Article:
But when you start conflating these two, then you have entered a blunder of a Himalayan size, and that’s what has happened in India. Instead of seeing that the two within you are very separate and one of them is false and has to be dropped, you have started equating the false with the Truth; you have started equating Ātman with jīvātman . You know, my soul, my Ātman , various Ātmas , million Ātmas ; thirsty Ātman , happy Ātman , good Ātman , bad Ātman , dead Ātman , reincarnated Ātman , infant Ātman , old Ātman , śānti (peace) of the *Ātman*… These are terrible blunders.

Ātman is not soul. Ātman is not jīvātman . Ātman is Brahman alone, the one Truth without a second. Ātman admits no plurality because Ātman is indivisible. And Ātman is outside and beyond all experience; therefore, the Ātman is not at all a center of feeling. Neither does the Ātman feel anything nor can you feel the Ātman . It is beyond all perception, description, and experience.

This is where popular spirituality has gone very wrong in India, in the Sanātana tradition, since thousands of years. I do not know where the understanding took a wrong turn, but somewhere it did. Somewhere it happened that somebody confused and conflated these two, and the adherents of the Sanātana Dharma have paid a terribly high price for this misunderstanding.

Now, this verse here is exactly the type of material that is prone to deep misinterpretation. Because it says here that praṇava , AUM, is the dhana , meaning the bow, and then Ātman is the arrow and Brahman is to be targeted, so it lends credence and weight to the popular belief that the Ātman is incomplete and something has to be done to make it complete. Isn’t that being said here after all, that using the AUM, the Ātman has to be launched into Brahman ?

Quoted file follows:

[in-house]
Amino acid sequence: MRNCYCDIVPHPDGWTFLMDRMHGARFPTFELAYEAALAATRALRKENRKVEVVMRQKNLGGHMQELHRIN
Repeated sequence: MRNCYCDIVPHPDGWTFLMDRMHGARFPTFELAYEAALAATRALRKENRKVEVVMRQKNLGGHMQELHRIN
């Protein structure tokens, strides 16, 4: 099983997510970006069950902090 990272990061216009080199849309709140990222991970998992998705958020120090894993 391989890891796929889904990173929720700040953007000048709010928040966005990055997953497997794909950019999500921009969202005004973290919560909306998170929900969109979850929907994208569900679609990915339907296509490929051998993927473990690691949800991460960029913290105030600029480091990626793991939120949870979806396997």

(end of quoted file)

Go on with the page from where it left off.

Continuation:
So, one has to be very, very careful while negotiating this verse. And I sincerely wish that the Rishi had been more specific and more discreet here. Instead of using the word ātmā , some other world should have preferably been used. But I also know the context in which the Upanishads came up, so I won’t complain. The context is that the seers or groups of seers who came up with the verses were situated, located often thousands of kilometers apart geographically, and often hundreds of years apart in the temporal sense. Therefore, there was really no standardization when it came to terms. Terms, it is quite possible, were not very very precisely defined.

You see, when Sanskrit grammar had to be standardized by Pāṇini (an Indian scholar and philologist) at a later date—do you understand what that means? In fact, the Sanskrit of the Rig Veda is in some ways different from the Sanskrit of the later Vedas. Language itself had not been standardized. So, it is unreasonable to expect that there should be precise and very mathematical demarcation of spiritual terms. It was not there. It is possible that, at some places, some terms have been loosely or a bit vaguely used. Then the onus is on the reader to interpret that verse in the context of the larger message of the Upanishads. One verse of one Upanishad obviously cannot stand in contradiction to the general principle that the Upanishads enunciate. Isn’t that obvious?